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Young Mothers' Enrichment, by Ron Rose

    With “Mother’s Day” having come and gone for another year, we want to remind ourselves of an essential truth for an age where extended families are miles apart and young families are often without much support outside of their church family. Churches can provide young mothers with much more than a flower once a year. We must do more.

Sandy’s Story

    For Sandy’s mother everyday was a struggle, an unwelcome cloud of doom seemed to hang over her days and invade her nights. Sandy recalls, “My mother and father had a difficult and financially burdened marriage. My father didn’t know how to be emotionally supportive. He thought holding my mother or trying to understand her feelings were signs of weakness. She grew depressed and isolated and hopeless. She felt trapped and alone and full of doubt.” Finally, Sandy’s mother found—what seemed to her to be—the only way out of the pain. One afternoon she kissed three-year-old Sandy goodbye, found a gun, and took her own life.

    Sandy’s father made an already difficult situation into an intolerable one. No one was even allowed to mention his wife’s name again. Grief was short-circuited and aborted. Her father’s anger grew more bitter and intense. Sandy grew up sad. “I wanted to have someone love me,” she said, “like a mother loves a child. I missed my mother. Never would I hear my mother brag about my accomplishments, like making my bed, or baking cookies, or riding a two-wheeler. Mom wouldn’t be there to kiss a boo-boo, see me in the school play, be at my graduation from college, or to watch me get married.” After Sandy got married she was, for a while, unwilling to be a mother. It wasn’t that her mother wasn’t there to teach her to sew, clean house, or cook. It was that “my mother wasn’t there to teach me how to love and I was afraid to try,” Sandy confessed.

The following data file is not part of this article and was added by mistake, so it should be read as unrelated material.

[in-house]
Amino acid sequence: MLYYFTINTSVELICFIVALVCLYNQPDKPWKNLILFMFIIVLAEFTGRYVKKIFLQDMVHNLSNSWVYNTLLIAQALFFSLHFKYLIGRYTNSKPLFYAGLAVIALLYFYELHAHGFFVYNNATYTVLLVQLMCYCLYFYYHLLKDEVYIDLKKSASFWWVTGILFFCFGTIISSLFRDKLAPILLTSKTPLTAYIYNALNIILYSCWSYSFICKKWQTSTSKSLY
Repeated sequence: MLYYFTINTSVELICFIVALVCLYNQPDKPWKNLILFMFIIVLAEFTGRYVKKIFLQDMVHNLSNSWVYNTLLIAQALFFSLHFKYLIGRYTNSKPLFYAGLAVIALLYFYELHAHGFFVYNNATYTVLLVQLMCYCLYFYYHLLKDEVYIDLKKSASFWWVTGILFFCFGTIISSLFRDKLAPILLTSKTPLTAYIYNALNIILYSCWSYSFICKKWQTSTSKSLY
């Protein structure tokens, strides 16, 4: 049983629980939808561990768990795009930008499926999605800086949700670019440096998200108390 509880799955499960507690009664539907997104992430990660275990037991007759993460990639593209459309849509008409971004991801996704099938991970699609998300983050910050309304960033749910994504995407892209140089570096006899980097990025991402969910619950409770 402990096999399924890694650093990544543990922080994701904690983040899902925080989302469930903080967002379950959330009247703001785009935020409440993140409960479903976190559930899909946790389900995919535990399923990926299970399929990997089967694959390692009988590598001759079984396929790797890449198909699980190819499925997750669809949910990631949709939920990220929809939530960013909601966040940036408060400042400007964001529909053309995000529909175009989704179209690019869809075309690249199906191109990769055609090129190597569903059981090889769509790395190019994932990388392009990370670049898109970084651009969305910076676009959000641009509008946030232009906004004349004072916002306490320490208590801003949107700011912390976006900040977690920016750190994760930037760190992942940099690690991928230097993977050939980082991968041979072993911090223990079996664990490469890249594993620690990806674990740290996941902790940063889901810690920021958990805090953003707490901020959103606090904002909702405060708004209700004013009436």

But Sandy found help. At just the right time for her a program called Young Mother’s Enrichment (YME) was begun at Sandy’s congregation and it changed her life. Now she leads a similar program for Middle Mothers. In this monthly program she learned what mothering is all about—the joy, the frustration, and most of all, the love.

    “I can now face motherhood without a lot of fear and resentment. I can be a ‘normal’ mom,” Sandy acknowledges, “because God is giving me the strength I need to just be me.”

Young mothers need support

    People love to hear the warm and wonderful stuff about mothers, they delight in children, their boundless energy, their unending fascination with the simple details of daily routines. But, what do real-life mothers do with their cynicism, their guilt, and their urge to throw the dinner plates against the fence posts? Where can you find someone who is willing to talk about that kind of stuff? At Young Mothers’ Enrichment, or something like it.

One version of YME

    The Young Mothers’ Enrichment Program at the Richland Hills Church of Christ is a monthly support group for mothers of young children. The older women of the church are the leaders and they strive to give spiritual, educational, and emotional support to the young mothers who have their hands full with all the new responsibilities of motherhood.

What do real-life mothers do with their cynicism, their guilt, and their urge to throw the dinner plates against the fence posts?
    The group meets in the morning once a month from September through May. Child care is provided free at the church building and they meet in the home of an “older” woman. They begin each meeting with 30-minutes of coffee and visiting. Then there’s a welcome time, a devotional time, and a prayer time. Next comes the educational time. Some of the past topics discussed by local speakers have been dental care for children, spiritual growth for mothers, child discipline, self-esteem for mother, your child’s giftedness, dealing with stress, overcoming sexual boredom in marriage, car safety,etc. Lunch follows the education time.

Start your own version

    I am confident that there are young mothers in your congregation, right now, who are in desperate need of a Young Mothers’ Enrichment Program, or whatever you call it. “Just knowing we are not alone, serves to strengthen us,” stated another of the young mothers. This type of ministry is not a luxury program for churches in the 90s, it’s a baseline program—an urgent priority.

Training young parents is a must

    One concerned young mother put it this way, “I think the church has been behind in what I feel is one of it’s primary responsibilities—parent training. Why is it that we spent thousands of dollars on Bible school curriculum and pennies on making sure parents are trained and supported, and affirmed?”

    If you want more information about YME at Richland Hills, write Lyn Rose, 5001 Surrey Ct., Fort Worth TX 76180.


HEARTLIGHT(R) Magazine is a ministry of loving Christians and the Westover Hills church of Christ.
Edited by Phil Ware and Paul Lee.
Copyright © 1996-98, Heartlight, Inc., 8332 Mesa Drive, Austin, TX 78759.
Article copyright © 1998, Ron Rose. Used by permission.
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